Blog Research in an architectural practice
“If we don’t do research, we will be outdated in 5 years” – Roy Pype, 2021
Did you know that the Proof of the sum is derived from the combination of Proof and the Dutch phrase ‘proef op de som’?
- In Dutch when you say ‘proef op de som nemen’ you refer to ‘putting to the test’. Thus, researching as a process.
- Proof (obviously) refers to the implementation of evidence to guide design-decision making.
So the name Proof of the sum highlights our curiosity to investigate the design of knowledge environments. But what does that mean? How do we incorporate research into our daily architectural practice?
Just like most architecture firms, Proof of the sum does project-based research. That includes, for instance, a combination of analysis of the local context and site, investigating reference projects, as well as alternative studies for layout, composition, interior design and flows. This also includes ongoing conversations with core stakeholders, clients, future users, local governments, and other professionals in the planning and design team. This project-based research can be called internal research.
Proof of the sum additionally applies knowledge developed by others; this can be called ‘external research’. For instance, Proof of the sum is inspired by the SECI model of knowledge dimensions to understand organizational knowledge creation in innovation companies. While the model does not originally address the design of knowledge environments, Roy adjusted the SECI framework to incorporate design parameters, such as privacy, visual accessibility, proximity/co-presence, movement patterns and variety is spaces.
Applying research versus creating evidence
‘After years of applying knowledge into design, the time has come to evaluate what we have built and reflect on our design practices’. –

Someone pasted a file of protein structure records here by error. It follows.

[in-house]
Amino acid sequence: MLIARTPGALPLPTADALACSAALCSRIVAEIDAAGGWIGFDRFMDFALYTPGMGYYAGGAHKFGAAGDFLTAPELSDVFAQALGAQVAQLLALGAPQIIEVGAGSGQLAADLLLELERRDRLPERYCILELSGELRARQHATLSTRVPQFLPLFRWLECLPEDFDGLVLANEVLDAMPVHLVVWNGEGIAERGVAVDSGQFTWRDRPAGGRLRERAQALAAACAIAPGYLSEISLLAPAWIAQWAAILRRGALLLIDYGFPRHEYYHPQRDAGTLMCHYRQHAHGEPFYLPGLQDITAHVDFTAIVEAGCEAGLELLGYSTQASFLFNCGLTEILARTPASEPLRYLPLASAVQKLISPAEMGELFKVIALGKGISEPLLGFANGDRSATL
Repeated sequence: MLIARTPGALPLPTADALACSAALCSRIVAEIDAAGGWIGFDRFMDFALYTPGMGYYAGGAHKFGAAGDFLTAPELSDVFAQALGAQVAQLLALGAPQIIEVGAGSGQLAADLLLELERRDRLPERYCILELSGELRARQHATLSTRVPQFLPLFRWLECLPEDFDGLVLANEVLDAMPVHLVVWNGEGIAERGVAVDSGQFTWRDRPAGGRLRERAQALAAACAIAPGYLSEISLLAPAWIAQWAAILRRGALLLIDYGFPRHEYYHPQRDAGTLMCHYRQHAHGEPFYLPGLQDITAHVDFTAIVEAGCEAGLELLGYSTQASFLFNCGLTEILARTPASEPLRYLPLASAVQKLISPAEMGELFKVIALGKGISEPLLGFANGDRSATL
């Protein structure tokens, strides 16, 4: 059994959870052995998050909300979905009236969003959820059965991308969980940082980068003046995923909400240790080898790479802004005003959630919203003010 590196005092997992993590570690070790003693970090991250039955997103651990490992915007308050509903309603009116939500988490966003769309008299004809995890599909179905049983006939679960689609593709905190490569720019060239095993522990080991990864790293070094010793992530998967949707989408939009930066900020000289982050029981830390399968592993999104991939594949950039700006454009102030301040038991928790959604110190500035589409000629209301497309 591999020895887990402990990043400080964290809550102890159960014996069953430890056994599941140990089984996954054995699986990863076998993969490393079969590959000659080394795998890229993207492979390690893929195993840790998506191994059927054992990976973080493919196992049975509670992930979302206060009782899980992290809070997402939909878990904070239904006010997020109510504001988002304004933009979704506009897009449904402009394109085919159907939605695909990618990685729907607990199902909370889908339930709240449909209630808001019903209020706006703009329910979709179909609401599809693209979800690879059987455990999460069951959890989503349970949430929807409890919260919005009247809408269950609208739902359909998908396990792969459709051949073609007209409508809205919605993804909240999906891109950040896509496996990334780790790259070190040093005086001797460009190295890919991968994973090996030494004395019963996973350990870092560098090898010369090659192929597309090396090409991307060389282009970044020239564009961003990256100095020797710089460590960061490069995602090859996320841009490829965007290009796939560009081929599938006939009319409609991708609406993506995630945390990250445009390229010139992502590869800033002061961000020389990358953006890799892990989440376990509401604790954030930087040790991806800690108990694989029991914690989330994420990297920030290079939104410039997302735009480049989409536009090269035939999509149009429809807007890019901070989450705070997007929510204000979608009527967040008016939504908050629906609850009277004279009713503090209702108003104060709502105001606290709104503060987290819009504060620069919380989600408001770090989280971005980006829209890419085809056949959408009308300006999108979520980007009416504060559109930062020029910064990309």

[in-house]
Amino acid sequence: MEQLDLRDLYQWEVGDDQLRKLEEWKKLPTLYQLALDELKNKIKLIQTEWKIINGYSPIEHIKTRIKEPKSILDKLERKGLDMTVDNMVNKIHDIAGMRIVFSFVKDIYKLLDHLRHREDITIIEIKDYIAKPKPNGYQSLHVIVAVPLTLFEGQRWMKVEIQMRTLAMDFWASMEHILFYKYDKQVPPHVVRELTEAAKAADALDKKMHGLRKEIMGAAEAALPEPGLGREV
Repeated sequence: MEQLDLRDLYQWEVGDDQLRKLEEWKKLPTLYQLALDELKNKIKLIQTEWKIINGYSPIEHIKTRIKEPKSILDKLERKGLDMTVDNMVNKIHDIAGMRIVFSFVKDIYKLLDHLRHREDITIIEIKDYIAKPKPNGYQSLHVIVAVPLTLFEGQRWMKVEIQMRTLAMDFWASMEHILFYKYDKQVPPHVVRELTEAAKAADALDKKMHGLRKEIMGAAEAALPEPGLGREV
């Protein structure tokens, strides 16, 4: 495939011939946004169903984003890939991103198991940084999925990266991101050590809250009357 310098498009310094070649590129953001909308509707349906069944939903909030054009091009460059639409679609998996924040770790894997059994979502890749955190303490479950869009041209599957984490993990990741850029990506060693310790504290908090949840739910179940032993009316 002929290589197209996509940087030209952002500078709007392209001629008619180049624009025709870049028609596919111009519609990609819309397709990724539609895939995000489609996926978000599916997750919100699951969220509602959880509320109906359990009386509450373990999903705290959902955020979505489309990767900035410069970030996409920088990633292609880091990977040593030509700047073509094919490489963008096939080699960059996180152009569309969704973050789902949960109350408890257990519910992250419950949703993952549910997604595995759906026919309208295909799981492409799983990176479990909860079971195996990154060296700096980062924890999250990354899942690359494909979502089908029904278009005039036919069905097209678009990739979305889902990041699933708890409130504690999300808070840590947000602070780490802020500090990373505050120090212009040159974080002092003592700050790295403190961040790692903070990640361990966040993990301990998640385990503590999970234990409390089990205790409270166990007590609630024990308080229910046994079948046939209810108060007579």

– Roy Pype, 2022
At Proof of the sum, we already do research to inform design decision-making. However, as argued by Erin Peavy and Kiley vander Wyst (2017): “It is essential to make the difference between applying knowledge versus creating knowledge”. There is a need to evaluate the applications and share the findings surrounding that. Creating iterative feedback loops allows knowledge development beyond individual or team practices. There are several approaches to such research that generally include (1) collecting and summarizing the knowledge, (2) defining design ambitions.
So after years of applying, Proof of the sum is now doing research/creating knowledge. For instance, by doing Post-Occupancy Evaluations (POE) of several projects that we designed and that have been in use for some years. The studies combine organizational and facility data with employee interviews and surveys to grasp how the design of the spaces supports employees in their work. In another study, we hope to understand more about how the building design can enhance community building between employees and organizations. This research allows in-depth knowledge of the specific projects. Moreover, the findings can inform reflections on the team’s design practices. Lastly, when the findings are shared with a wider audience than the team, the finding contributes to the knowledge base on design for work environments more generally.
At Proof of the sum, we thus do project-specific research, apply external knowledge and now do our own research to contribute to knowledge on the design of knowledge work environments.